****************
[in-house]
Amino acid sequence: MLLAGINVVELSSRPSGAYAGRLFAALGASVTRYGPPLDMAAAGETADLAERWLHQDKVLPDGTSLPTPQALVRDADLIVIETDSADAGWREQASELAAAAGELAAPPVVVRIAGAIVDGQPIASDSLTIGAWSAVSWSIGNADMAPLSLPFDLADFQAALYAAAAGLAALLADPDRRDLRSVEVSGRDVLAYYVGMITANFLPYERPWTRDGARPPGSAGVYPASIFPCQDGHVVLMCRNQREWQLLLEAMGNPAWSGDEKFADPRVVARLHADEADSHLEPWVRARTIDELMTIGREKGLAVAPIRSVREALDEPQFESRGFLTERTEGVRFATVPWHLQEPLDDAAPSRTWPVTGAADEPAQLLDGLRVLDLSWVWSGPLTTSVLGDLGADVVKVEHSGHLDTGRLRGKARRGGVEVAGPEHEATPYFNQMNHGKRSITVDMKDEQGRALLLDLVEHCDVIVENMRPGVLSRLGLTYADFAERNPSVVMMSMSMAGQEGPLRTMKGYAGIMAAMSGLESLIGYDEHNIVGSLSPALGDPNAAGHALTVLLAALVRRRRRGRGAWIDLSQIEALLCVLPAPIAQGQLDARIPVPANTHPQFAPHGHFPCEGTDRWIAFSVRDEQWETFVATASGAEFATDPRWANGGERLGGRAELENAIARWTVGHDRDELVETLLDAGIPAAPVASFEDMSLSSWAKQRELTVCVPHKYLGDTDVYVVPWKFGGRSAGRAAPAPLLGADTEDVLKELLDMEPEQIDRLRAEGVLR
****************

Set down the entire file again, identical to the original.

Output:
[in-house]
Amino acid sequence: MLLAGINVVELSSRPSGAYAGRLFAALGASVTRYGPPLDMAAAGETADLAERWLHQDKVLPDGTSLPTPQALVRDADLIVIETDSADAGWREQASELAAAAGELAAPPVVVRIAGAIVDGQPIASDSLTIGAWSAVSWSIGNADMAPLSLPFDLADFQAALYAAAAGLAALLADPDRRDLRSVEVSGRDVLAYYVGMITANFLPYERPWTRDGARPPGSAGVYPASIFPCQDGHVVLMCRNQREWQLLLEAMGNPAWSGDEKFADPRVVARLHADEADSHLEPWVRARTIDELMTIGREKGLAVAPIRSVREALDEPQFESRGFLTERTEGVRFATVPWHLQEPLDDAAPSRTWPVTGAADEPAQLLDGLRVLDLSWVWSGPLTTSVLGDLGADVVKVEHSGHLDTGRLRGKARRGGVEVAGPEHEATPYFNQMNHGKRSITVDMKDEQGRALLLDLVEHCDVIVENMRPGVLSRLGLTYADFAERNPSVVMMSMSMAGQEGPLRTMKGYAGIMAAMSGLESLIGYDEHNIVGSLSPALGDPNAAGHALTVLLAALVRRRRRGRGAWIDLSQIEALLCVLPAPIAQGQLDARIPVPANTHPQFAPHGHFPCEGTDRWIAFSVRDEQWETFVATASGAEFATDPRWANGGERLGGRAELENAIARWTVGHDRDELVETLLDAGIPAAPVASFEDMSLSSWAKQRELTVCVPHKYLGDTDVYVVPWKFGGRSAGRAAPAPLLGADTEDVLKELLDMEPEQIDRLRAEGVLR